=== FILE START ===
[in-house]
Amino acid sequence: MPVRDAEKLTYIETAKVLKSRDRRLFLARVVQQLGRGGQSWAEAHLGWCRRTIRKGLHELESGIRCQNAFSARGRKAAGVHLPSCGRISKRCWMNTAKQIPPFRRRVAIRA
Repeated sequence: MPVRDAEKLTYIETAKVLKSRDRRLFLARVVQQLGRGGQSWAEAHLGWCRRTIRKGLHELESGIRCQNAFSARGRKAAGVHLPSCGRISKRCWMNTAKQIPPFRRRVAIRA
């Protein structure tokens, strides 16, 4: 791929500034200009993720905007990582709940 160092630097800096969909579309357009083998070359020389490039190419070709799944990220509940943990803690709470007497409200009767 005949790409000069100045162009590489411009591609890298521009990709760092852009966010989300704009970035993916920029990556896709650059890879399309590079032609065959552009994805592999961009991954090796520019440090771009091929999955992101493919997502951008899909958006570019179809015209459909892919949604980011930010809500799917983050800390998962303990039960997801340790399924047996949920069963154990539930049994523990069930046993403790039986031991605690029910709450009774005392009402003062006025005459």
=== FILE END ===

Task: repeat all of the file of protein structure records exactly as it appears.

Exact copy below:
[in-house]
Amino acid sequence: MPVRDAEKLTYIETAKVLKSRDRRLFLARVVQQLGRGGQSWAEAHLGWCRRTIRKGLHELESGIRCQNAFSARGRKAAGVHLPSCGRISKRCWMNTAKQIPPFRRRVAIRA
Repeated sequence: MPVRDAEKLTYIETAKVLKSRDRRLFLARVVQQLGRGGQSWAEAHLGWCRRTIRKGLHELESGIRCQNAFSARGRKAAGVHLPSCGRISKRCWMNTAKQIPPFRRRVAIRA
């Protein structure tokens, strides 16, 4: 791929500034200009993720905007990582709940 160092630097800096969909579309357009083998070359020389490039190419070709799944990220509940943990803690709470007497409200009767 005949790409000069100045162009590489411009591609890298521009990709760092852009966010989300704009970035993916920029990556896709650059890879399309590079032609065959552009994805592999961009991954090796520019440090771009091929999955992101493919997502951008899909958006570019179809015209459909892919949604980011930010809500799917983050800390998962303990039960997801340790399924047996949920069963154990539930049994523990069930046993403790039986031991605690029910709450009774005392009402003062006025005459």